Twitter has introduced a system that lets it censor specific tweets or block whole user accounts in some countries, while leaving them visible in others.
On Thursday, the company said it needs to be able to selectively withhold posts because it must deal with a vast array of freedom-of-expression laws around the world, as a result of its expansion into new countries. It will only do so in response to a "valid and
properly scoped request from an authorised entity", it stressed.
a blog post, Twitter noted some countries have such poor freedom-of-expression rights that the service "will not be able to exist there". However, others have more-acceptable bans on certain types of material, it said: for
example, France and Germany both have prohibitions on neo-Nazi
"Until now, the only way we could take account of those countries'
limits was to remove content globally. Starting today, we give
ourselves the ability to reactively withhold content from users in a
specific country — while keeping it available in the rest of the
world," Twitter said, adding it will work out user location via the IP address.
"We have also built in a way to communicate transparently to
users when content is withheld and why," the company said.
In the UK, Twitter found itself at the centre of a privacy row last
year, when users defied
a High Court superinjunction protecting the identity of a
well-known footballer involved in a legal case.
The footballer's lawyers were thought to have sued
Twitter in its home country of the US, although they subsequently
denied doing so. The US has stronger freedom-of-expression laws
than the UK does, making it unlikely that Twitter would have agreed to
censor its global network at the request of a High Court judge.
Internet law expert Lilian Edwards, professor of
e-governance at Strathclyde University, believes Twitter's move is more likely to enhance freedom of speech than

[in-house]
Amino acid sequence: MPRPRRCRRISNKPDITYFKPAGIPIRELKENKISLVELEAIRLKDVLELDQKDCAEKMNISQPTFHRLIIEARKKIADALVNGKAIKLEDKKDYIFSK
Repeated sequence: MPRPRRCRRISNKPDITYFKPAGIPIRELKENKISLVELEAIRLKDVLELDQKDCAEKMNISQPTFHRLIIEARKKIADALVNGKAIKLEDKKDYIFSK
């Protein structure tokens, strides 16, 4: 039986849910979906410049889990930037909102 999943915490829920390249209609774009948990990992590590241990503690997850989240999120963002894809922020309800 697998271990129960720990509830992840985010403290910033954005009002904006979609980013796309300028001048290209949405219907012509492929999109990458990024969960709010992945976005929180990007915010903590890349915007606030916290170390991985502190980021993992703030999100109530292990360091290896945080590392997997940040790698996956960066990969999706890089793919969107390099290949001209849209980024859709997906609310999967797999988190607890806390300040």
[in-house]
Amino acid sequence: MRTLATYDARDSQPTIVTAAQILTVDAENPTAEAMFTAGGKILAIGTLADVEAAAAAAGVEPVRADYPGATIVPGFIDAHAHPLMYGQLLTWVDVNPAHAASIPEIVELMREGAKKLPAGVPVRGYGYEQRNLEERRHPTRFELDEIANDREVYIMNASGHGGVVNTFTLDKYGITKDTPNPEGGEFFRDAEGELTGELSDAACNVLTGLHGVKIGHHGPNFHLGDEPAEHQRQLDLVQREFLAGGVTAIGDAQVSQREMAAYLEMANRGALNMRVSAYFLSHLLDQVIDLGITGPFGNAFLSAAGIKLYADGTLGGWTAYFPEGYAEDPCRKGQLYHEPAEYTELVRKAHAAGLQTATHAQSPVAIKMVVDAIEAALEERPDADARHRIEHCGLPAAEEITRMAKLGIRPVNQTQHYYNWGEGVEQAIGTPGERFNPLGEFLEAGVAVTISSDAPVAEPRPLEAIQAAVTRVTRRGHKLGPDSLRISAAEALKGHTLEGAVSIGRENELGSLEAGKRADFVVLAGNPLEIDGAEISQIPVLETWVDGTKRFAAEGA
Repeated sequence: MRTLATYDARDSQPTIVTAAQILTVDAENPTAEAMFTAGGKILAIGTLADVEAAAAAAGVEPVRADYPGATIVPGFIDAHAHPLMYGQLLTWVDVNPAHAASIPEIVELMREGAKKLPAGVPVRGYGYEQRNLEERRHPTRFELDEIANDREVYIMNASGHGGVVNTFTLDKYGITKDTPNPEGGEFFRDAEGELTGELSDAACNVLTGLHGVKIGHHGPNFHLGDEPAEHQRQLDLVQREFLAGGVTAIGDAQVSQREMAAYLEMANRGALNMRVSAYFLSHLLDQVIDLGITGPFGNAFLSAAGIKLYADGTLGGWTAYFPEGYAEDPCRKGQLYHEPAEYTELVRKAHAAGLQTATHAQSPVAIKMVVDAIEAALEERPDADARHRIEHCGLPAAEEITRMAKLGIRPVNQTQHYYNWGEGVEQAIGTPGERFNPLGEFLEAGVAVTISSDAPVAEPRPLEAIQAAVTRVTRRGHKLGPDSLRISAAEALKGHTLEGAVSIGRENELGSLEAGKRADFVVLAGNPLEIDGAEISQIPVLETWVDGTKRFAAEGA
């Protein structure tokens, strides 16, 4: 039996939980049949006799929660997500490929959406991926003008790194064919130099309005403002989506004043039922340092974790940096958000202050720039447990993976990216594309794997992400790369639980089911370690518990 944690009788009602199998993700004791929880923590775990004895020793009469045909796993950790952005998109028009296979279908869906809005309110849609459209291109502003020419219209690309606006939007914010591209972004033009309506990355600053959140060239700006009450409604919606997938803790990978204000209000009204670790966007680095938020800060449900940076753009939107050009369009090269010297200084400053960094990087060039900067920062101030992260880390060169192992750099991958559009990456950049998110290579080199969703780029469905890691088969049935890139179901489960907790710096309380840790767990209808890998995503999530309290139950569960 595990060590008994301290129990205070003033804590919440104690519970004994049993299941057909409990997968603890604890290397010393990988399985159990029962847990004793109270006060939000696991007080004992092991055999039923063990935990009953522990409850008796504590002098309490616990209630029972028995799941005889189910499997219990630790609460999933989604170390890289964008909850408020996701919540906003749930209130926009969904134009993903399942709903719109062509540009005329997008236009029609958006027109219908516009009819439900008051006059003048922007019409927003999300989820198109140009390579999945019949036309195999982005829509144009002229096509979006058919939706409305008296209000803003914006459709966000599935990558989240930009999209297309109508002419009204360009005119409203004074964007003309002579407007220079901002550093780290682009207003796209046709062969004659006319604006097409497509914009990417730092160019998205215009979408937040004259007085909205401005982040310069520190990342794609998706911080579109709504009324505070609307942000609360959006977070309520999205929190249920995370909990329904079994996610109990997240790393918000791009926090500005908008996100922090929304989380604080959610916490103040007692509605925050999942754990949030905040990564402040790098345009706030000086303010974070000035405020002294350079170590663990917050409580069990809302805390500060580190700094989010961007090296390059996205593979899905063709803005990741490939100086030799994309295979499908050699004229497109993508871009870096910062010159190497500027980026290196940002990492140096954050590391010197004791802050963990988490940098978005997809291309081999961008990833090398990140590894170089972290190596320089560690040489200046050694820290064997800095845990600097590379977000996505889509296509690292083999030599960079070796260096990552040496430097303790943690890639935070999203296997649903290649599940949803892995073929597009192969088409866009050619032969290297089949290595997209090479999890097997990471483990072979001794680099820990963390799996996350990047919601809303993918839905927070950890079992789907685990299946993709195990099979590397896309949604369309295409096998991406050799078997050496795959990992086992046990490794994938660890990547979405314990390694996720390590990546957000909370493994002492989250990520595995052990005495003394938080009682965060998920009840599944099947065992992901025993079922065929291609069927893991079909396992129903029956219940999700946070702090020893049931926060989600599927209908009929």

"I think on the whole it's a step forward," Edwards told ZDNet UK. "It's
rather like the start of the internet, when Compuserve had to close
down whole news groups if they breached Bavarian law, even if they
were legal everywhere else. Granularity is generally good for global
free speech in stopping the race to the lowest-common-denominator
Edwards pointed out that Twitter has no choice but to comply
with legal injunctions. This means it is "best for all of us if they can be
as transparent as possible about what they are being asked to do and
what they actually censor in response", she said.
Taking down tweets
According to a new Twitter
, filtered posts will be replaced in users' timelines
with a greyed-out message saying: 'This Tweet from @Username has been
withheld in: Country'. There will also be a link to further information.
Twitter has not yet used its selective censorship capability, it said. When it does need to do so, it will first try to contact the person whose tweet or account is targeted. In addition, it will list instances of filtering on a special Chilling Effects
Chilling Effects is an online archive used
by Google and others to record takedown requests arising from US Digital Millennium Copyright Act (DMCA)
notices. The archive's Twitter section includes dozens of DMCA
notices demanding the removal of tweets that link to
copyright-infringing material. From now on, the page will also list the censorship requests from other sources.
Twitter will attempt to notify affected users of the
takedown request via the email address it has on file for that
account. The email will identify the content affected, who is making the takedown request, while the person's timeline or account will have a "visual indicator" of what has happened, the company said.
"It is then up to the user to decide whether they would prefer to
leave the content online, challenge the underlying request, or, if
they choose, to delete a Tweet or deactivate their account," Twitter
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